I've pasted the list of Pros that the author gave for this review below. The cons are also down there. Read through the list one more time and weigh each of the points for Pros and for Cons. How important is each point to the overall monitor experience? Then tell me what kind of score you would have given this monitor based on the weight of its Pros and its Cons.

    Pros:
    Out-of-box color accuracy
    Accurate sRGB mode
    DCI-P3 color
    144Hz refresh rate
    FreeSync 2, HDR10 support
    Good blur reduction

    Cons:
    No HDR calibration option
    Slight gamma errors

    Tanquen said:
    Is it flat? Nope.
    Is 35"+? Nope.
    Is it 16:10 or 16:9? Nope.
    HDMI 2.1? Nope.
    Is it full 10bit? ?

    I guess that is just never going to happen as long as they can cut a display in half and sell it for more. :(

    Hey Tanquan. Please read this as being sincere when I say I looked through your list. I wanted to address your complaints with this monitor.

    DrivinFast247 touched on this already, but I wanted to elaborate. Let's say that you were shopping for a new pet and you read a review for a turtle. In the comment section of the turtle review you list out the qualities that you think a pet should have:

    -Does it have fur? Nope.
    -Does it bark? Nope.
    -Does it have paws? Nope.
    -Does it eat dog food? Nope?

    The reason you're so disappointed is because you're looking for a dog. Not a turtle.

    Returning back to the reality of this article, this is an ultra wide display and a good one at that. If you're looking for a big, flat, 16:9 screen then you want a 4K consumer TV. The kind of display reviewed here is only going to disappoint you.
    Reply
  • groundhogdog
    I am struggling to understand why you didnt add any testing or reference for G-Sync functionality with this very popular Freesync monitor. It would clearly be one of the largest points of interest for buyers, and the review is published weeks after testing that would have been possible.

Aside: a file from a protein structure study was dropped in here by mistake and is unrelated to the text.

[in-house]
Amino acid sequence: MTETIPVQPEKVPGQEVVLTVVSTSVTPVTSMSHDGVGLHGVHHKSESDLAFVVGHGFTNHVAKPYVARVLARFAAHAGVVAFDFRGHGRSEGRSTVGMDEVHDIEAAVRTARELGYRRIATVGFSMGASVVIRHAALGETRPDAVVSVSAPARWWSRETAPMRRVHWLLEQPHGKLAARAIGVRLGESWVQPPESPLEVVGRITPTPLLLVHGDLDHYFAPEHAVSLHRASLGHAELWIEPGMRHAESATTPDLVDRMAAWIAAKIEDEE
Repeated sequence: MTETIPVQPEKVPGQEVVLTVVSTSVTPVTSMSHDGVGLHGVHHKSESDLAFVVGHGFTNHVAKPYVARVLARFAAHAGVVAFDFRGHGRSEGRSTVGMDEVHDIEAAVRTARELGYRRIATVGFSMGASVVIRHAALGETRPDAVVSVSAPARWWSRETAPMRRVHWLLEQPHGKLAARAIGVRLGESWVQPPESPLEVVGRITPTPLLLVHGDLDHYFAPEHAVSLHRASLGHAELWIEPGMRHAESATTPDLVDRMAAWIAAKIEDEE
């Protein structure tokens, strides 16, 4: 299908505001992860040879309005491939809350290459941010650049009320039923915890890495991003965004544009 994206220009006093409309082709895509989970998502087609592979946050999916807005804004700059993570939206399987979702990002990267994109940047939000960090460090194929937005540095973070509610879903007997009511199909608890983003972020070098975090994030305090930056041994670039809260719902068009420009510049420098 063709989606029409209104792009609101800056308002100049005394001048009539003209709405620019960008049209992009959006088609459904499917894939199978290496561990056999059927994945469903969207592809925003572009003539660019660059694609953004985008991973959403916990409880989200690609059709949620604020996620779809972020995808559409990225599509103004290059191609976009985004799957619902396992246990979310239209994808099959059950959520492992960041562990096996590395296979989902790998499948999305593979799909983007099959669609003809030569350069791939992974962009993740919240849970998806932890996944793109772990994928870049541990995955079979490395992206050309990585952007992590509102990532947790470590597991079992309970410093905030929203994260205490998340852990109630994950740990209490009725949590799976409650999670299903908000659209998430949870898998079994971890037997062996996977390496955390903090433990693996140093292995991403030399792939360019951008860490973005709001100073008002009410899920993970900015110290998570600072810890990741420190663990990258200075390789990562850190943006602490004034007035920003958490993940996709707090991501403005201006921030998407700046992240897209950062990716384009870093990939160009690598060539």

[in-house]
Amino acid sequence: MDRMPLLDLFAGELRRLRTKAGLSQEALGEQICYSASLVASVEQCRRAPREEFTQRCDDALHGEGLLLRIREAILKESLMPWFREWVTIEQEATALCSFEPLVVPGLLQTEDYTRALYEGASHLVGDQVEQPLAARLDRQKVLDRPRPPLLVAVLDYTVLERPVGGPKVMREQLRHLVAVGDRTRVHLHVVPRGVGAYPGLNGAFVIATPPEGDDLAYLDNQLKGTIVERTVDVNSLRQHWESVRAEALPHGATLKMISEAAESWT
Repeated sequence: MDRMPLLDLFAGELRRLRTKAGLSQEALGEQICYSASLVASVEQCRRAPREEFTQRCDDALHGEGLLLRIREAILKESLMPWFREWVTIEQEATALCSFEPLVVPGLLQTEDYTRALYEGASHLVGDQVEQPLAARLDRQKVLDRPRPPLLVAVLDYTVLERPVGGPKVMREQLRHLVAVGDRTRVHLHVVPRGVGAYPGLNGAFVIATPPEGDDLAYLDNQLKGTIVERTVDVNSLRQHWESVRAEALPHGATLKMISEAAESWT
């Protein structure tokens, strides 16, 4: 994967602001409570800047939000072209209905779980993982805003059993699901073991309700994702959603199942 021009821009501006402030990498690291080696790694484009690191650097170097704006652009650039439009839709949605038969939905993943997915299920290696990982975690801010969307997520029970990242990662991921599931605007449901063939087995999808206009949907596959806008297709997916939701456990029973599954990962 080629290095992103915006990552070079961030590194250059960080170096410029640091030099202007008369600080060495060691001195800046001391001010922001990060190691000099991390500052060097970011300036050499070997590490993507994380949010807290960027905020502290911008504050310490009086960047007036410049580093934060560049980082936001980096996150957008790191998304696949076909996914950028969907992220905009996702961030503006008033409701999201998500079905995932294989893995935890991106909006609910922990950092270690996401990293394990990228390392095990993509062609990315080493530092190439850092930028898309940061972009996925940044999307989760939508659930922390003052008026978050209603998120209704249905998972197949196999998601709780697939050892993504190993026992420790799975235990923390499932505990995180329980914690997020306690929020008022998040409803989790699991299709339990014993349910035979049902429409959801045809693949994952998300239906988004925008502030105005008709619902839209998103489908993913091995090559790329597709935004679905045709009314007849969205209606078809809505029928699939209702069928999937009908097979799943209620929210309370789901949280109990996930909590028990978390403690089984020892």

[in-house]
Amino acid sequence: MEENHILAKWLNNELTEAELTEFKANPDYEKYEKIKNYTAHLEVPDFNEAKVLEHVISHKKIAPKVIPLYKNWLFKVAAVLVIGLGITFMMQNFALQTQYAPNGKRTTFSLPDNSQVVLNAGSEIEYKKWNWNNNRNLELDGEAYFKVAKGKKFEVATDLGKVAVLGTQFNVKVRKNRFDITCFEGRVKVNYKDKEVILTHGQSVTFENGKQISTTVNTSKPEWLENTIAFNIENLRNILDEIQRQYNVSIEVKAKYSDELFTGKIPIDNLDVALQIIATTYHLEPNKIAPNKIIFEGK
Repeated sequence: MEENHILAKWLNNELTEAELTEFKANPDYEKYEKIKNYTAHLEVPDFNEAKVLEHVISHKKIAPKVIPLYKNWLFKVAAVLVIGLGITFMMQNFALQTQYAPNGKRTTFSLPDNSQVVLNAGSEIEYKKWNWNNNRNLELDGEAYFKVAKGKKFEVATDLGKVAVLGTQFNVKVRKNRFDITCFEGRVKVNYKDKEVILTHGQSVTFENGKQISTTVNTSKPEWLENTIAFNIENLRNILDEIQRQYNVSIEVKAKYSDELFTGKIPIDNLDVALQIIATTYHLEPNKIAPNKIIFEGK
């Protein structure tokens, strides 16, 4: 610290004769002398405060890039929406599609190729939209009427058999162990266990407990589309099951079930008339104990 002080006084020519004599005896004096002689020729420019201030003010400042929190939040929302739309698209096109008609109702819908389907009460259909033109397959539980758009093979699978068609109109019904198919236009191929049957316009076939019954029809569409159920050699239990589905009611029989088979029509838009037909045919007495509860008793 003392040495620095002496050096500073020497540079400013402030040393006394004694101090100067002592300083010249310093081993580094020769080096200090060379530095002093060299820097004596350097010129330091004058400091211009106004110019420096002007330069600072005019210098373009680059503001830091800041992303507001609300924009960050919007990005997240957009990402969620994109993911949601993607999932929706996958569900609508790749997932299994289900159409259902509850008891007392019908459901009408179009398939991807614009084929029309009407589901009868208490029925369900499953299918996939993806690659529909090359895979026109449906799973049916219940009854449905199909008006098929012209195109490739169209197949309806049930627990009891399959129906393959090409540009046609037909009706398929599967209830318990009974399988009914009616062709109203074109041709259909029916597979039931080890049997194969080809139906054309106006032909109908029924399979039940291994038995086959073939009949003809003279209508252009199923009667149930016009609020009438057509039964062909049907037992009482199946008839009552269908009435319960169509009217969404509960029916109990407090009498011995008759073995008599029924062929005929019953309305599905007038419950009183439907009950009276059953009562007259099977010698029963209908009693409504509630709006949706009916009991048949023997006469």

Reply
  • moogleslam
    Agree with others. We need G-Sync testing.
    Reply
  • rhysiam
    Am I right in saying we've yet to see any ultrawides with FALD and sufficient brightness for a better than HDR400 rating?

    This monitor is almost exactly what I'm looking for, but if I'm spending big on a high end display I really want 5 years from it. HDR implementation in games is very much early days right now, but I expect to see this improve over the next two years and I'm not sure HDR400 is going to cut it.

    144hz, 1440p ultrawide, Freesync 2 is perfect. Even the 8bit FRC is fine by me. I just want a better HDR implementation.

    Am I the only one?
    Reply
  • CircuitWIzardry
    I agree with the others requesting G-Sync Testing? Since support for Freesync is clearly available now with Nvidia cards, not testing this is a huge oversight!
    Reply
  • ubercake
    Me too. I would like to see G-sync tests with the slo-mo capture to determine if any flickering or tearing is occurring. I think the G-sync test should be a new standard test with any freesync monitor to determine compatibility.

    There's tons of value in it because it could potentially save people hundreds of dollars for similarly sped'd freesync monitors compared to their G-sync counterparts.
    Reply